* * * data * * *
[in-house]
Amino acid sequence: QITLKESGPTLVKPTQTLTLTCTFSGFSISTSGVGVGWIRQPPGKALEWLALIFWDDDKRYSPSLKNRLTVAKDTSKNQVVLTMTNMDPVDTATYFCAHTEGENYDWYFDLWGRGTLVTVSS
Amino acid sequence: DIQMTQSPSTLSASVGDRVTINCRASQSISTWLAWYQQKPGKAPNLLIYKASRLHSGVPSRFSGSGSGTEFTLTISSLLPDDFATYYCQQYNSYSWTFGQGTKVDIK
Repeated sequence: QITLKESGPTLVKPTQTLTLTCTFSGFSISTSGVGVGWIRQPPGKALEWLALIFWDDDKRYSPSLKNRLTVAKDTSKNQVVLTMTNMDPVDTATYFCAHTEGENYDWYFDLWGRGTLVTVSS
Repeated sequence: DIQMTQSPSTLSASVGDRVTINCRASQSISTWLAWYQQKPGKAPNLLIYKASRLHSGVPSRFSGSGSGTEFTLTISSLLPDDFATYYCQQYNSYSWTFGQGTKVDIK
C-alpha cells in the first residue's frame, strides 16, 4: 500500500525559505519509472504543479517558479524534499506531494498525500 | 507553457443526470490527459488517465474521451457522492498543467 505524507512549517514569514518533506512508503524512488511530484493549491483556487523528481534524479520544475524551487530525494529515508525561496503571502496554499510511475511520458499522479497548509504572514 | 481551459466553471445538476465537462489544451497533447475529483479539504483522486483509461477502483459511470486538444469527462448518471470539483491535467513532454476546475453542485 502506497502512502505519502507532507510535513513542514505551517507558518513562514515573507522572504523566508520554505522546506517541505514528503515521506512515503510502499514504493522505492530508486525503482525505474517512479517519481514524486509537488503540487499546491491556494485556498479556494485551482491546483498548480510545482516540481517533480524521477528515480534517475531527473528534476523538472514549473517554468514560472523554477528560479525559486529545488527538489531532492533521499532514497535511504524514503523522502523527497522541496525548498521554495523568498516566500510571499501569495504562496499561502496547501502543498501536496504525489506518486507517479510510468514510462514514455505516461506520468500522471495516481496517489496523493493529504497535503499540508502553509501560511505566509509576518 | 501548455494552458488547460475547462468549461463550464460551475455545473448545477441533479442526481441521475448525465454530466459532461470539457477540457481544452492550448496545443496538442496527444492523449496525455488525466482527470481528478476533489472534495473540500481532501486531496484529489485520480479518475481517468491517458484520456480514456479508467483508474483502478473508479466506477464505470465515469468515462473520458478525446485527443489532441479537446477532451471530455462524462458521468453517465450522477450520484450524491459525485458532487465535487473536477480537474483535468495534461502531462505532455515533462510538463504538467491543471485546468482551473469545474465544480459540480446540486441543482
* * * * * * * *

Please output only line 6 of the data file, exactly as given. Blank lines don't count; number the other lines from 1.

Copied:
C-alpha cells in the first residue's frame, strides 16, 4: 500500500525559505519509472504543479517558479524534499506531494498525500 | 507553457443526470490527459488517465474521451457522492498543467 505524507512549517514569514518533506512508503524512488511530484493549491483556487523528481534524479520544475524551487530525494529515508525561496503571502496554499510511475511520458499522479497548509504572514 | 481551459466553471445538476465537462489544451497533447475529483479539504483522486483509461477502483459511470486538444469527462448518471470539483491535467513532454476546475453542485 502506497502512502505519502507532507510535513513542514505551517507558518513562514515573507522572504523566508520554505522546506517541505514528503515521506512515503510502499514504493522505492530508486525503482525505474517512479517519481514524486509537488503540487499546491491556494485556498479556494485551482491546483498548480510545482516540481517533480524521477528515480534517475531527473528534476523538472514549473517554468514560472523554477528560479525559486529545488527538489531532492533521499532514497535511504524514503523522502523527497522541496525548498521554495523568498516566500510571499501569495504562496499561502496547501502543498501536496504525489506518486507517479510510468514510462514514455505516461506520468500522471495516481496517489496523493493529504497535503499540508502553509501560511505566509509576518 | 501548455494552458488547460475547462468549461463550464460551475455545473448545477441533479442526481441521475448525465454530466459532461470539457477540457481544452492550448496545443496538442496527444492523449496525455488525466482527470481528478476533489472534495473540500481532501486531496484529489485520480479518475481517468491517458484520456480514456479508467483508474483502478473508479466506477464505470465515469468515462473520458478525446485527443489532441479537446477532451471530455462524462458521468453517465450522477450520484450524491459525485458532487465535487473536477480537474483535468495534461502531462505532455515533462510538463504538467491543471485546468482551473469545474465544480459540480446540486441543482